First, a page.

It was an absolutely beautiful fall weekend on Saturday and Sunday, skies blue, temperatures pleasant in the high 50s — and I was irritable all weekend.
Like a lazy woodland creature, I did not have all my nuts squirreled away in the tree, and time was a-wasting. Snow was in the forecast, so this was the last gasp. Everything needed doing at once.
The guys at the paint counter at Ace were skeptical when we showed up at 3 p.m Saturday. Bryson started in the same place Diana had with me: “Clark + Kensington is rated to 35 degrees,” he said, which is what she told me the other day. “But it’s going to get to 21 tonight.”
I asked Bryson about the stain Diana had mentioned, which in the interim my friend Jim Barry had clarified for me is called “solid stain” and functions much like paint, except that it fades instead of peeling. Bryson apparently did not share Diana’s enthusiasm for this product and said it wasn’t going to work any better than paint. The difference, he said, is in the lower amount of acrylics the stain contains.
Lynn opted for paint. Bryson mixed up a gallon — in the wrong color. Fortunately, Lynn noticed before I grabbed it and jetted to the check-out line or our shed, which the HOA has mandated will be painted “as it is set” (although the man who delivered this mandate then noted that it was going to be hard to paint in the cold and offered to see if the board would be okay waiting until spring, which is what Lynn and I requested in the first place).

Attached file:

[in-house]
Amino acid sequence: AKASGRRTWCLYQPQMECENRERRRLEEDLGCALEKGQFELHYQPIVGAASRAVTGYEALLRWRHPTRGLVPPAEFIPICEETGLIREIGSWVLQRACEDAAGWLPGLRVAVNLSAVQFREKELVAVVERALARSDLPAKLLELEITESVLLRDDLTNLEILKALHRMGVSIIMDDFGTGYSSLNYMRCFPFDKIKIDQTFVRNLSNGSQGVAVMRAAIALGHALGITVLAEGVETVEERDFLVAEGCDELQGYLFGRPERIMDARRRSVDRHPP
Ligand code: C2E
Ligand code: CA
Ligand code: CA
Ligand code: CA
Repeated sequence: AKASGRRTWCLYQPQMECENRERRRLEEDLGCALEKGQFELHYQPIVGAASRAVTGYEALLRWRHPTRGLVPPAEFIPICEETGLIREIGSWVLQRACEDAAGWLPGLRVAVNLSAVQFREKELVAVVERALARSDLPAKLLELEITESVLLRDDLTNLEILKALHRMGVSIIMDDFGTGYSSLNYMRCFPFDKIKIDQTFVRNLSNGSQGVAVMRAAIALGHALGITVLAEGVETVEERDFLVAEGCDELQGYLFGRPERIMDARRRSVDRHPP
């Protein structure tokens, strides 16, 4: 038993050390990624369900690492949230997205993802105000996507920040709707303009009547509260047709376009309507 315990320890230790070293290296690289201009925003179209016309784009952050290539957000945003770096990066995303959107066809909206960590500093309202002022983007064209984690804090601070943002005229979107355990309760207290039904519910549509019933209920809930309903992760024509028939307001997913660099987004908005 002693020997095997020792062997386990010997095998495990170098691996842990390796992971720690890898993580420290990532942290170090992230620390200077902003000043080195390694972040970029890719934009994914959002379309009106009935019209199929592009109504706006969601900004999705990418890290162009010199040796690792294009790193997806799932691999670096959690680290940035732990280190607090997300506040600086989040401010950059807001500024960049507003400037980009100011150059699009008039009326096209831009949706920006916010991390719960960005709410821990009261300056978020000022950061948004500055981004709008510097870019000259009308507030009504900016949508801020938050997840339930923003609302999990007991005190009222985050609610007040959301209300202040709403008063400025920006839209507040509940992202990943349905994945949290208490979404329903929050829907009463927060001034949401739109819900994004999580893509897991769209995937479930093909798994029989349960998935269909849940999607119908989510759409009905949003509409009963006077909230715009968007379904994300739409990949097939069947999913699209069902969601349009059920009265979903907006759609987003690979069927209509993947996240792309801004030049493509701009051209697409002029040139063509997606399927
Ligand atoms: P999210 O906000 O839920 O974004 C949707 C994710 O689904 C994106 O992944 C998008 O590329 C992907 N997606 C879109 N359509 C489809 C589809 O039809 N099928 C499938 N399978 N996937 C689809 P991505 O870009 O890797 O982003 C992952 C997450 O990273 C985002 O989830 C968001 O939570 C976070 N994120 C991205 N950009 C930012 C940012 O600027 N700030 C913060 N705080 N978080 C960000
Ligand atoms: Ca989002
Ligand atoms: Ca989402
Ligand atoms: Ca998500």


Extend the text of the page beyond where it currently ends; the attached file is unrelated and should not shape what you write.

And then this man got hung up on stain versus paint. Like me, it seems as though he’s never heard of solid stain. I have no idea why it matters so much to him, but at 4:30 Friday it became apparent that he had forwarded nothing about our request to the board, because he didn’t know if he should ask about stain or paint or both. Who cares? If the goal is to turn the shed gray so that it “substantially” matches the house, why would you care what we put on the walls?
Had I answered him at 4:30 and had he then forwarded information to the board, I would be looking out at snow this morning, still waiting on an okay.
So Lynn and I painted. Without HOA approval of our color. We added a brown for the trim, just like our house. Not really: our house trim is a variable stain called Lifetime that will change in color; this was “Morning Coffee” brown paint to go with our “After the Rain” gray. Paint, not stain, if you care.
So this morning I will re-submit an application, this time for a gray shed with brown trim. There. I’m sure they will find something else to object to — probably the shade of gray, since there are at least 49 others, at least in “literature.”
But it wasn’t enough to do the world’s worst paint job (no prep, no prime, no cobweb clearing, no taping — just slap and go) in what could have been the last nice weekend of the year. No, at work I have not laid in my winter’s supply of clean screens.
We use our screens over and over, putting emulsion on them and then stripping it off (with soy-based chemicals). We do this stripping at Brad Coffey’s car wash, same as Pat did for the first 20 years of her business’s existence. He has high pressure, good filtration, and lots of room in which to work — none of which is an option within the confines of Pat’s Screen Printing. But the car wash is outdoors.